We have the best reasons to believe that Lake Champlain, since the glacial epoch, was an arm of the sea. It has become fresh since it became separated. Saltness of the ocean.—Thus, then, we see that the one condition which determines the existence of salt and alkaline lakes is the absence of an outlet. Now, the ocean, of course, has no outlet; the ocean is the final reservoir of saline matters leached from the earth. Hence, although the saltness of the ocean is a somewhat different problem from that of salt lakes, yet it is almost certain that the saline matters of the ocean are the accumulated results of the leachings of the rocks and soils by circulating waters throughout all geological times.
During my travels through the Sierra I have made many observations on rocks and mountains. One or two of these I think worthy of mention. First, I have seen everywhere the strongest confirmation of the view that granite and granitic rocks may be but the final term of metamorphism of sedimentary rocks. In Yosemite I could trace every stage of gradation from granite into gneiss, and since leaving Yosemite, from gneiss into impure sandstones. On Mt. Dana sandstones are easily traced into gneiss, or even eurite, and slate into a crystalline rock, undistinguishable from diorite or other traps.
Second, No one who examines the forms of the peaks of the Sierra can come to any other conclusion than that all the mountain forms seen here are the result of erosion. Standing at Soda Springs and gazing upon the strange forms of Cathedral Group, the conviction is forced upon the mind that these were not upheaved, but simply left as more resisting fragments of an almost inconceivable erosion—fragments of a denuded plateau. The strange ruggedness of the forms, the inaccessible peaks and pinnacles, have been the result of the very decomposable nature of the granite. Mt. Dana, with its more regular form, consists of more resistant slates.
The evidence that Mt. Dana has been formed entirely by erosion is, I conceive, complete. As already stated, Mt. Dana is composed of undisturbed horizontal strata. The grand bulge of a great mountain chain is probably produced by the shrinkage of the earth; the foldings and tiltings of strata in mountain chains by the same cause; but the actual forms which constitute scenery are purely the result of aqueous erosion. Metamorphism is, I believe, always produced in deeply buried rocks by heat, water, and pressure. The universal metamorphism of the rocks in the Sierra is therefore additional evidence of the immensity of the erosion which brings these to the surface.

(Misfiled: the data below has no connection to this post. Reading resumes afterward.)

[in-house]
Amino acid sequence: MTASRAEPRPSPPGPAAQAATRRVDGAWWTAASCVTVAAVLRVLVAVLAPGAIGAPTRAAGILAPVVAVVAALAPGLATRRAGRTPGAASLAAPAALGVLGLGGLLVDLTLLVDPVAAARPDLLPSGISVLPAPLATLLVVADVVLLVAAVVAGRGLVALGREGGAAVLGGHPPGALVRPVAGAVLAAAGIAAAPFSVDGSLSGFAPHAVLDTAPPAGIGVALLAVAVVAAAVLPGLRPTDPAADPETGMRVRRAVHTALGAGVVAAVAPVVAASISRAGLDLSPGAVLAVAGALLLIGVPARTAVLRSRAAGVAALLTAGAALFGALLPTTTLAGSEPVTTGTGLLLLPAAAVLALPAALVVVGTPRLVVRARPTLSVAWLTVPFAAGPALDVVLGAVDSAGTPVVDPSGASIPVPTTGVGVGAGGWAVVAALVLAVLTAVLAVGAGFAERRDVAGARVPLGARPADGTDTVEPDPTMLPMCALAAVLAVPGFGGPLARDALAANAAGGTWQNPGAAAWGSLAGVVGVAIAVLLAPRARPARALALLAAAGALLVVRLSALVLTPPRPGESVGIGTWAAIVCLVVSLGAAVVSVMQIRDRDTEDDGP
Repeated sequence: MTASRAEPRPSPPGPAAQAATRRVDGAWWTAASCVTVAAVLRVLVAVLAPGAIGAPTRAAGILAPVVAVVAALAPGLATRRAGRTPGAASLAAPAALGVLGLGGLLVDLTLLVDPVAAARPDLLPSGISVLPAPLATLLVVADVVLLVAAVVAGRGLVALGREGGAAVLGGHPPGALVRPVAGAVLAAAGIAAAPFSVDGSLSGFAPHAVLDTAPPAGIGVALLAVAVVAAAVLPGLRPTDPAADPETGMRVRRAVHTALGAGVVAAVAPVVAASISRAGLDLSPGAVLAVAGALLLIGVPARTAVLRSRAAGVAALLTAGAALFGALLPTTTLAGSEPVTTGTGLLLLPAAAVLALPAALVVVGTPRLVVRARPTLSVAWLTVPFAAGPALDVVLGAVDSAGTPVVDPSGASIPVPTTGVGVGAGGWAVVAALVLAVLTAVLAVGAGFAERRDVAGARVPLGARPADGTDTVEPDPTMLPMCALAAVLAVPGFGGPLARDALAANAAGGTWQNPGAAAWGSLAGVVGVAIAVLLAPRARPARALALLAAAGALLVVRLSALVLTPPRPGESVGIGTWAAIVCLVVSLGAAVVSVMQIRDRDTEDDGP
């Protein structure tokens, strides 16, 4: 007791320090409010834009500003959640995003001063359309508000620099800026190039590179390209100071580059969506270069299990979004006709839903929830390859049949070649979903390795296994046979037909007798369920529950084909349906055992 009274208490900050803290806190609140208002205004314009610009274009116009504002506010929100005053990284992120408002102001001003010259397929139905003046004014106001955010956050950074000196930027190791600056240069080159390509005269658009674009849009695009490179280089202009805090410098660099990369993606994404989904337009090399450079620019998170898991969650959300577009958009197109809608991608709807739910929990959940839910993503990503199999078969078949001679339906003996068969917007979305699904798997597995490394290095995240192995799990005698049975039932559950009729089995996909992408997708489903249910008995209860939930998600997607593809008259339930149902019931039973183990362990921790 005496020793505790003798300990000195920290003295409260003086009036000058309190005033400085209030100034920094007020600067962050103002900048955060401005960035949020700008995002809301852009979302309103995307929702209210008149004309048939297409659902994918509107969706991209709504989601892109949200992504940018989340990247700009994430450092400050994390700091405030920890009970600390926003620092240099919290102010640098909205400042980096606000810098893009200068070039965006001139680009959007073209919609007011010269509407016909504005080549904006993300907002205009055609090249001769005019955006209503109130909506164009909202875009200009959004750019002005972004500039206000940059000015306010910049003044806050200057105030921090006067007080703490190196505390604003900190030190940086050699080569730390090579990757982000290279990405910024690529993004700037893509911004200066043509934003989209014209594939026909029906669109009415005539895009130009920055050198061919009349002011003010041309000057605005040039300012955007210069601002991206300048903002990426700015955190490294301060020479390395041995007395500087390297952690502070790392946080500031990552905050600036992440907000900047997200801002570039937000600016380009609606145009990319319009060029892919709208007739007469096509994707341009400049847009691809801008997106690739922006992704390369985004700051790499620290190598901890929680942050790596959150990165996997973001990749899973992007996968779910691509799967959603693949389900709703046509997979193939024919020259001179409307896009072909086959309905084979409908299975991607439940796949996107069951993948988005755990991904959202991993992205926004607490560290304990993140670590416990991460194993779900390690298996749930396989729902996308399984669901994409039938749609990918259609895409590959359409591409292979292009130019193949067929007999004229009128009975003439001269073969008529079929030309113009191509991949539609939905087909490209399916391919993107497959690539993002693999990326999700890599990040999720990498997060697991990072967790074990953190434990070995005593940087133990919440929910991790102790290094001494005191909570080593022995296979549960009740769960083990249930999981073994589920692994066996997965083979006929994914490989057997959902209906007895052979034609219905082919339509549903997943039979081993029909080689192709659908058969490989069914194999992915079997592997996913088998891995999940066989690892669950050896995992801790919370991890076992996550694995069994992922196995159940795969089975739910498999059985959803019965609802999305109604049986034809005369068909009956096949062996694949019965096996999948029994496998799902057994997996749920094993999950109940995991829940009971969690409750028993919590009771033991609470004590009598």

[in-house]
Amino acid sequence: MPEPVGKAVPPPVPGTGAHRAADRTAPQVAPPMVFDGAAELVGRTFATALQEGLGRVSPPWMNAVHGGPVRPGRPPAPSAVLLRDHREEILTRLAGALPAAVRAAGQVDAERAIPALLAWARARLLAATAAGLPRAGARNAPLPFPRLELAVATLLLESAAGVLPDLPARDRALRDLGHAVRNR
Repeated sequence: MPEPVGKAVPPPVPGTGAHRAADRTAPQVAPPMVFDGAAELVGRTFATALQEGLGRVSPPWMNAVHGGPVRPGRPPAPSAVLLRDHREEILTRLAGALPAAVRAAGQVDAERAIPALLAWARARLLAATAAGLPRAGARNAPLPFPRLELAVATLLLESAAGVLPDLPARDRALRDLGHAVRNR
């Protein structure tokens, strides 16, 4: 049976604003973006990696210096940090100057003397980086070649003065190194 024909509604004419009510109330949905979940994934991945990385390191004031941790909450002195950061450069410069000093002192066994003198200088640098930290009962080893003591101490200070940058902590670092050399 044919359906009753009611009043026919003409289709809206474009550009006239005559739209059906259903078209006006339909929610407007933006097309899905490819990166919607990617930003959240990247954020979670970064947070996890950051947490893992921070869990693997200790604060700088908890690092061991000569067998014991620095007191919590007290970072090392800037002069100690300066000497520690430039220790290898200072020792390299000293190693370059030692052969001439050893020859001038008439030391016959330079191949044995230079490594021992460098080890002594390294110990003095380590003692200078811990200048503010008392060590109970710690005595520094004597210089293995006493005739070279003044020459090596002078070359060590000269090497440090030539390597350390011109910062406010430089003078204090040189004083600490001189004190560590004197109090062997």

Since leaving Yosemite we have seen no houses; in fact, no human beings but a few shepherds. As the flocks require to be driven from one pasture to another, these men live only in hastily constructed sheds, covered with boughs. In this shepherd’s life there may be something pleasant when viewed through the imagination only; but in reality it is enough to produce either imbecility or insanity. The pleasant pictures drawn by the poets, of contemplative wisdom and harmless enjoyment, of affectionate care of the flock, of pensive music of pipes,—these possibly, probably, once did exist; but certainly they do not exist now, at least in California.
Cold last night. We had to sleep near the fire, and keep it up during the night. Considerable frost this morning, for we are in the midst of the snows. We got up early, feeling bright and joyous, and enjoyed our breakfast as only mountaineers can. Over Mono Pass, and down Bloody Cañon to-day. I really dread it, for my horse’s sake. Even well-shod horses get their feet and legs cut and bleeding in going down this cañon. My horse, since leaving Yosemite, has lost three shoes, and has already become very tender-footed. Got off by 6 A. M. Sorry, very sorry, to leave our delightful camp here. In commemoration of the delightful time we have spent here, we name it "Camp Dana."
The trail to the summit is a very gentle ascent, the whole way along the margin of a stream. Distance, three or four miles. Saw a deer, but Cobb was not on hand. 01 the very summit, ten thousand seven hundred feet high there is a marshy meadow, from which a stream runs each way: one east, into the Tuolumne, along which we hac ascended; the other west, down Bloody Cañon into Mono Lake, along which we expect to descend. Right on the Summit, and in Bloody Cañon, we found great masses of snow. The trail passes by their edges and over their surfaces.
The trail down Bloody Cañon is rough and precipitous beyond conception. It is the terror of all drovers and packers across the mountains. It descends four thousand feet in two or three miles, and is a mere mass of loose fragments of sharp slate. Our horses’ legs were all cut and bleeding before we got down. I really felt pity for my horse, with his tender feet. We all dismounted and led them down with the greatest care. In going down we met a large parry of Indians, some on horseback, and some on foot, coming up. We saluted them. In return they invariably whined, "Gie me towaca," "Gie me towaca." They were evidently incredulous when told that none of the party chewed.
The scenery of Bloody Cañon is really magnificent, and in a scientific point of view this is the most interesting locality I have yet seen. Conceive a narrow, winding gorge, with black, slaty precipices of every conceivable form, fifteen hundred to two thousand feet high on either side. As the gorge descends precipitously, and winds from side to side, we often look from above down into the most glorious amphitheater of cliffs, and from time to time beyond, upon the glistening surface of Lake Mono, and the boundless plains, studded with volcanic cones. About one-third way down, in the center of the grandest of these amphitheaters, see! a deep, splendidly clear, emerald-green lake, three or four times the size of Mirror Lake.